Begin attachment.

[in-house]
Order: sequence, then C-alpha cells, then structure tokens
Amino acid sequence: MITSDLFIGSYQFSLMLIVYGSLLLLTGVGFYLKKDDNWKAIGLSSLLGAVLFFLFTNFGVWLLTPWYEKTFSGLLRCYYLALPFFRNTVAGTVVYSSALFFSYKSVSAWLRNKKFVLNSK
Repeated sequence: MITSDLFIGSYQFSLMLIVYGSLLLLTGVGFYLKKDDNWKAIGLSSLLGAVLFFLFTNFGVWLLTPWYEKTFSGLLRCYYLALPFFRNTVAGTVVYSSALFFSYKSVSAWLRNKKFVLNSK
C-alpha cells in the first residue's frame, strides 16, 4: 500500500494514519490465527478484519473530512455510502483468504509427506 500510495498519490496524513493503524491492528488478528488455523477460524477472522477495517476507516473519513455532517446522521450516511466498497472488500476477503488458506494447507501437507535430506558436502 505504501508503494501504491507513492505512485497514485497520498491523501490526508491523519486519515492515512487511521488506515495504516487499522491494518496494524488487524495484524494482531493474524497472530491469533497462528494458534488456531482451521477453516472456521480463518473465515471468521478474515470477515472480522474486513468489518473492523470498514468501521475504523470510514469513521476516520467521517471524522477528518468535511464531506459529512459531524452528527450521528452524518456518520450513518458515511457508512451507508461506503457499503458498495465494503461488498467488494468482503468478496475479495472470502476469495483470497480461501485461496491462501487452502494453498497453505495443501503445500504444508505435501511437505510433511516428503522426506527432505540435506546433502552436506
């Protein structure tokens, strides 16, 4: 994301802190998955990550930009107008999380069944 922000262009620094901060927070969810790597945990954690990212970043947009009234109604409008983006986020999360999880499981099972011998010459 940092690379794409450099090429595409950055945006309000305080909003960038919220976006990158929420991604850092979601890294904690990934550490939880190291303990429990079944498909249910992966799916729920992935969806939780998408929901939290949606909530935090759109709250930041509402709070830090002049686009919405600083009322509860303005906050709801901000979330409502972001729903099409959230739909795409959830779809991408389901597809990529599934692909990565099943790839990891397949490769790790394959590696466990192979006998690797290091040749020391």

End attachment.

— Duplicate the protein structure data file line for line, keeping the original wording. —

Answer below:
[in-house]
Order: sequence, then C-alpha cells, then structure tokens
Amino acid sequence: MITSDLFIGSYQFSLMLIVYGSLLLLTGVGFYLKKDDNWKAIGLSSLLGAVLFFLFTNFGVWLLTPWYEKTFSGLLRCYYLALPFFRNTVAGTVVYSSALFFSYKSVSAWLRNKKFVLNSK
Repeated sequence: MITSDLFIGSYQFSLMLIVYGSLLLLTGVGFYLKKDDNWKAIGLSSLLGAVLFFLFTNFGVWLLTPWYEKTFSGLLRCYYLALPFFRNTVAGTVVYSSALFFSYKSVSAWLRNKKFVLNSK
C-alpha cells in the first residue's frame, strides 16, 4: 500500500494514519490465527478484519473530512455510502483468504509427506 500510495498519490496524513493503524491492528488478528488455523477460524477472522477495517476507516473519513455532517446522521450516511466498497472488500476477503488458506494447507501437507535430506558436502 505504501508503494501504491507513492505512485497514485497520498491523501490526508491523519486519515492515512487511521488506515495504516487499522491494518496494524488487524495484524494482531493474524497472530491469533497462528494458534488456531482451521477453516472456521480463518473465515471468521478474515470477515472480522474486513468489518473492523470498514468501521475504523470510514469513521476516520467521517471524522477528518468535511464531506459529512459531524452528527450521528452524518456518520450513518458515511457508512451507508461506503457499503458498495465494503461488498467488494468482503468478496475479495472470502476469495483470497480461501485461496491462501487452502494453498497453505495443501503445500504444508505435501511437505510433511516428503522426506527432505540435506546433502552436506
């Protein structure tokens, strides 16, 4: 994301802190998955990550930009107008999380069944 922000262009620094901060927070969810790597945990954690990212970043947009009234109604409008983006986020999360999880499981099972011998010459 940092690379794409450099090429595409950055945006309000305080909003960038919220976006990158929420991604850092979601890294904690990934550490939880190291303990429990079944498909249910992966799916729920992935969806939780998408929901939290949606909530935090759109709250930041509402709070830090002049686009919405600083009322509860303005906050709801901000979330409502972001729903099409959230739909795409959830779809991408389901597809990529599934692909990565099943790839990891397949490769790790394959590696466990192979006998690797290091040749020391």